1
$\begingroup$

I am currently working on distribution with density function

$$f(x)=\begin{cases} \frac{2}{5}|x-2|,& \text{0 ≤ x ≤ 3} \\\\0 & \text{otherwise}\end{cases}$$

I have found that cumulative distribution function of $F(X)$ for $2 ≤ x ≤ 3$ which is $\frac{1}{5}x^2-\frac{4}{5}x + \frac{8}{5}$ and $F(X)$ for $0≤x≤2$ is $\frac{4x-x^2}{5}$.

I know that to find median you have to set

$$\int_{-\infty}^x f(x)\,dx= 0.5.$$

But what $f(x)$ do I use to find the median of the probability distribution of $X$.

Also how do I find $E(X)$ for this distribution?

Do I just use integral of $xf(x)$? and what $f(x)$ should I use?

I just cannot find any distribution with absolute value thanks!

$\endgroup$
0

2 Answers 2

1
$\begingroup$

A number $m$ is a median of $X$ if $\mathbb P(X\leqslant m)\geqslant\frac12$ and $\mathbb P(X\geqslant m)\leqslant\frac12$. The density of $X$ is $$f(x) = \frac25(2-x)\mathsf 1_{(0,2)}(x) + \frac25(x-2)\mathsf 1_{(2,3)}(x), $$ and so the CDF is obtained by integrating: $$F(x)=\int_0^x f(t)\ \mathsf dt = \left(4x-\frac15x^2\right)\mathsf 1_{(0,2)}(x) + \frac15\left(4 + (t-2)^2 \right)\mathsf 1_{[2,3)}(x) + \mathsf 1_{[3,\infty)}(x). $$ Since $F(2)=\frac45>\frac12$ and $F$ is continuous on $(0,2)$, it follows that the median is the unique number $m$ which satisfies $$\int_0^m \frac25(2-x)\ \mathsf dx = \frac12, $$ that is, $m = 2 - \sqrt{\frac32}$.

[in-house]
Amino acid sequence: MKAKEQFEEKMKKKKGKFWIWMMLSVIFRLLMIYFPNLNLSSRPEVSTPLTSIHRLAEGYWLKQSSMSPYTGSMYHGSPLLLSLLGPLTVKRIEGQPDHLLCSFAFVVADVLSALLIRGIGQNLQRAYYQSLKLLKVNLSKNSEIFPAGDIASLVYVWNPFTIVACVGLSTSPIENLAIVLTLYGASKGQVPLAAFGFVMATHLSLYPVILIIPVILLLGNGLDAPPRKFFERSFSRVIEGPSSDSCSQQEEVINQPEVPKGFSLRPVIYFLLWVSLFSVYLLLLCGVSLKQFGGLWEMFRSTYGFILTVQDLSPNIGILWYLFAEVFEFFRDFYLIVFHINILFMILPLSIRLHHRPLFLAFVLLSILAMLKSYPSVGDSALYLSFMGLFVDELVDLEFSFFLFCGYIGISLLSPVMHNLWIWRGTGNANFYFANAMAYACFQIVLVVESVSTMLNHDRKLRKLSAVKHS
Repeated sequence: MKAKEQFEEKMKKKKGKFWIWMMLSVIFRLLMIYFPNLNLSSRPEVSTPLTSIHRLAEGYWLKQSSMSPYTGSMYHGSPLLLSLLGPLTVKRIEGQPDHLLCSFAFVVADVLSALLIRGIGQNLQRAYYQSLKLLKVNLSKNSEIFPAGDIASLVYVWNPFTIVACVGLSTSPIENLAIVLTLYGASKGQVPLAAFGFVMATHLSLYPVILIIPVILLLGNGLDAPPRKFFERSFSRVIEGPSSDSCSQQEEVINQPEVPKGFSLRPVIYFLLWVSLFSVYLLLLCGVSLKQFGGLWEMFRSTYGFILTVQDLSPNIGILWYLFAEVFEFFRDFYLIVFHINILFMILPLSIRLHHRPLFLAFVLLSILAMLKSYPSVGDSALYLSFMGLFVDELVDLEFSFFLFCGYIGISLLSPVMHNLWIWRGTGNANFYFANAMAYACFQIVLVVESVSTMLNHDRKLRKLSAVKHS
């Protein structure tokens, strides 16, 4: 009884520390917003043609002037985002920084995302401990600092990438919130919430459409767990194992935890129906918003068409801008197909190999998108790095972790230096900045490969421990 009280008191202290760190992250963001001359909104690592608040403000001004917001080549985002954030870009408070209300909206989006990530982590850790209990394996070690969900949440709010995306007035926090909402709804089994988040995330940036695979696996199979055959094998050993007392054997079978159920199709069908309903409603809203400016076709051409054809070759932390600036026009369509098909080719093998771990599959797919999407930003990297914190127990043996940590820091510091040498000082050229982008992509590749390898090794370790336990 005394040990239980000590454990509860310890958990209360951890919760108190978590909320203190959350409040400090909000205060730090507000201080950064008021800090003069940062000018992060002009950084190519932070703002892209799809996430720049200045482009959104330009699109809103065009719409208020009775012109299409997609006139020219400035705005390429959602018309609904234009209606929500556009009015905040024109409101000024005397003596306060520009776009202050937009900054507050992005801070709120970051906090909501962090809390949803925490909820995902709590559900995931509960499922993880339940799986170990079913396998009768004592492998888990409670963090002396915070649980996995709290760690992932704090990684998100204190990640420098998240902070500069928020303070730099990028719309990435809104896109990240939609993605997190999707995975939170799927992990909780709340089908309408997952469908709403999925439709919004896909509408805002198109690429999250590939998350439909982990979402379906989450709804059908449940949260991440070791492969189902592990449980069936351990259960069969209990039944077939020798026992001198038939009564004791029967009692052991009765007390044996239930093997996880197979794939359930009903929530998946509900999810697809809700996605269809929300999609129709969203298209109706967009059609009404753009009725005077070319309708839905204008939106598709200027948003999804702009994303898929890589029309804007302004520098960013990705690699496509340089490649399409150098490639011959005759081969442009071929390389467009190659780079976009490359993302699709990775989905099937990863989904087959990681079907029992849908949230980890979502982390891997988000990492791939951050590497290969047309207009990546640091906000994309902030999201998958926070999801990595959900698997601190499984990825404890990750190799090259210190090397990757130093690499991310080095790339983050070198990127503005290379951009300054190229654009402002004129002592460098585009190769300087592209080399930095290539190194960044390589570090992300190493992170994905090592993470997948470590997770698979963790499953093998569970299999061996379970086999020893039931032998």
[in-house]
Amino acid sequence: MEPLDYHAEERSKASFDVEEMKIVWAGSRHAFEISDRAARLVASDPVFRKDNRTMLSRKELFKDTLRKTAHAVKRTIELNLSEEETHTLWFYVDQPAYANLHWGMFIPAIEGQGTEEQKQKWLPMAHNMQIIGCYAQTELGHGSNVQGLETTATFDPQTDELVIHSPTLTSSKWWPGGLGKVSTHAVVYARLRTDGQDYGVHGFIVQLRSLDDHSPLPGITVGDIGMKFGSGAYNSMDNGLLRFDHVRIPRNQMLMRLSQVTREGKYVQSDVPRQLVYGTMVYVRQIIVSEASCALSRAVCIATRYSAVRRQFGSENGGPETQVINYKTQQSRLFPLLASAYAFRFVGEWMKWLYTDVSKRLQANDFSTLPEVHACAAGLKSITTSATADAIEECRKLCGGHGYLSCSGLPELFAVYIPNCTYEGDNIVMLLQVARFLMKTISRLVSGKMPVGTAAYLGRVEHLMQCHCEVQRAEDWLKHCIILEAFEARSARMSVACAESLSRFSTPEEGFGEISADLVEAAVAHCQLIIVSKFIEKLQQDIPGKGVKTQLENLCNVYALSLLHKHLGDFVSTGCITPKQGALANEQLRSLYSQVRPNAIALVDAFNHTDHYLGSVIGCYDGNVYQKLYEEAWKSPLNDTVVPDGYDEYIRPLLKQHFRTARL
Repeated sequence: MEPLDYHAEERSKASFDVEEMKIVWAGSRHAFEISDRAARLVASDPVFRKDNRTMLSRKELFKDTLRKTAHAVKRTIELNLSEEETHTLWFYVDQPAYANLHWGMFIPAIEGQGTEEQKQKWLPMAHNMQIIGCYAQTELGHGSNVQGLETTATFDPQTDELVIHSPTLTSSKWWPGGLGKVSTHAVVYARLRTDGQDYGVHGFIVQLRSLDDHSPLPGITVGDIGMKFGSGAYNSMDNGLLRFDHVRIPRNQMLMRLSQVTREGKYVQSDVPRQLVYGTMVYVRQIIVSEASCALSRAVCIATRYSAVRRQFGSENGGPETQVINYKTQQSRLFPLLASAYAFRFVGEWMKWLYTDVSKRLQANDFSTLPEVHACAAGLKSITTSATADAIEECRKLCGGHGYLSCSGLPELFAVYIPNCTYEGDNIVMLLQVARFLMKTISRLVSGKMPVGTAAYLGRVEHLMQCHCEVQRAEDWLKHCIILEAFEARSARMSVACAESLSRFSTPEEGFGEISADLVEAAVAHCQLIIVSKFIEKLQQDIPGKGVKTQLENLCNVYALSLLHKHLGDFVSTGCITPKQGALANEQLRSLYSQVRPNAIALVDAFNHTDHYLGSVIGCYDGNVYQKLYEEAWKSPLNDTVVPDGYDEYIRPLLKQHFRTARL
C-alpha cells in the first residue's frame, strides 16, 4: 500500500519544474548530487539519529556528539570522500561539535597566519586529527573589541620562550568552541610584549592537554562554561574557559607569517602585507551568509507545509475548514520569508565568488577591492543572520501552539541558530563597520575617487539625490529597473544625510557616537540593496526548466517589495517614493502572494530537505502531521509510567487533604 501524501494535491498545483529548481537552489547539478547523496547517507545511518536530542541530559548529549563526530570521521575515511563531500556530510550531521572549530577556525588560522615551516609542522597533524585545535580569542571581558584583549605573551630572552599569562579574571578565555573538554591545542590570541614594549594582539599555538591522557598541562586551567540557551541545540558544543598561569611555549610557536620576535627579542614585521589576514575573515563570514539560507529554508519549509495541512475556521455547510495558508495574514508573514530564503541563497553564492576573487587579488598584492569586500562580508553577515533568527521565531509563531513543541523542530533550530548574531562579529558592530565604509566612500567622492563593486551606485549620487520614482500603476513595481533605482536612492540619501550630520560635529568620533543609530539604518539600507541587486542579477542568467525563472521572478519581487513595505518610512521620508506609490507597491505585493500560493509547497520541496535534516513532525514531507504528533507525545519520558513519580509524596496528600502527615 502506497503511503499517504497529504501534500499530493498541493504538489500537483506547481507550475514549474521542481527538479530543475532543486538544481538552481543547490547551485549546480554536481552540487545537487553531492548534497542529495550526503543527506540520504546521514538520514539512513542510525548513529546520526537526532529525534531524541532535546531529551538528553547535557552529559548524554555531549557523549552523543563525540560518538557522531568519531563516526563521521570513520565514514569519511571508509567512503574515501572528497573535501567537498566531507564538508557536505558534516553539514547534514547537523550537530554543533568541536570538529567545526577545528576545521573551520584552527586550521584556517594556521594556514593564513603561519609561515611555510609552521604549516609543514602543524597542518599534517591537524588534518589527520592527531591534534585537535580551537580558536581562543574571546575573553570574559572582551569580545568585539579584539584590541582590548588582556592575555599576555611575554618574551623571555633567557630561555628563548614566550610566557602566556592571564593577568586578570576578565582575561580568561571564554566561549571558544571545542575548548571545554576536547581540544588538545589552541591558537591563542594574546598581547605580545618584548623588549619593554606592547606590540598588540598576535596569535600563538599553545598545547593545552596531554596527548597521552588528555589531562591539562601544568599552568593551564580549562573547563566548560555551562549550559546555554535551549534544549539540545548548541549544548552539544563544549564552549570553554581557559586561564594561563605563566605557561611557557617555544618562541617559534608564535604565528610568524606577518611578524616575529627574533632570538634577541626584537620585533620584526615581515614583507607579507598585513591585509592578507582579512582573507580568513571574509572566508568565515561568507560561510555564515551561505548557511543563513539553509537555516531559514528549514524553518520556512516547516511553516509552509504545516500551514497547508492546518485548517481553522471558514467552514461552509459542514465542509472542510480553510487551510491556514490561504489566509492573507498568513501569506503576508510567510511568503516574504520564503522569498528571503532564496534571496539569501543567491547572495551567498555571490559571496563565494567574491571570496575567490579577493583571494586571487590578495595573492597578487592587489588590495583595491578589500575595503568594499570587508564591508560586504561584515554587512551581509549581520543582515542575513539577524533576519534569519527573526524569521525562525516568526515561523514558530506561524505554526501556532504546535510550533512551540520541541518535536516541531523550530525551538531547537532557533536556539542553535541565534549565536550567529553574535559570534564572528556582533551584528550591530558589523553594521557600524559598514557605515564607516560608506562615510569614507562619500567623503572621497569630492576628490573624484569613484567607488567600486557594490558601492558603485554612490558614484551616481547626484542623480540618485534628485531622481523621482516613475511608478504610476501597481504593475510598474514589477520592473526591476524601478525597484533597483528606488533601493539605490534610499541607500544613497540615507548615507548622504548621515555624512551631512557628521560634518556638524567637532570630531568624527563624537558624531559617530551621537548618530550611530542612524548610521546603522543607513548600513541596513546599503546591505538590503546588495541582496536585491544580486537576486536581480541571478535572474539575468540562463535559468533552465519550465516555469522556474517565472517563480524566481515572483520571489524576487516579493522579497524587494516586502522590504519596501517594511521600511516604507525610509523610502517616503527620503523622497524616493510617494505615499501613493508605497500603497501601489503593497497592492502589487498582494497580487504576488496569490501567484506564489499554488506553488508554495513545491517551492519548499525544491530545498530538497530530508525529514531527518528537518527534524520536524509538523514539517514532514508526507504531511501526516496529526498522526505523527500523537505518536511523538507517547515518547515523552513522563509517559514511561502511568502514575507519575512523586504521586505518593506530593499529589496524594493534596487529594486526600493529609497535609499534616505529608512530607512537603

$\endgroup$
1
  • 1
    $\begingroup$ thanks alot for the help I really liked your explanation $\endgroup$
    – Danny Yoon
    Feb 25, 2016 at 23:12
1
$\begingroup$

Did you graph $f_X(x)$? It should be clear that the median is in the interval $[0,2]$. Hence you could do $$\int_0^c \frac{2}{5}(-x+2)\,dx = .5$$ from the outset, or, since you found $F_X(x)$, use $$F_X(c) = .5$$ to find $c$, the median.

The expectation can be found from the usual $$E[X] = \int_0^3 f_X(x)\,dx$$

or you could use the tail sum $$E[X] = \int_0^31-F_X(x)\,dx.$$ Of course, there are cases.

$\endgroup$

Your Answer

By clicking “Post Your Answer”, you agree to our terms of service, privacy policy and cookie policy

Not the answer you're looking for? Browse other questions tagged or ask your own question.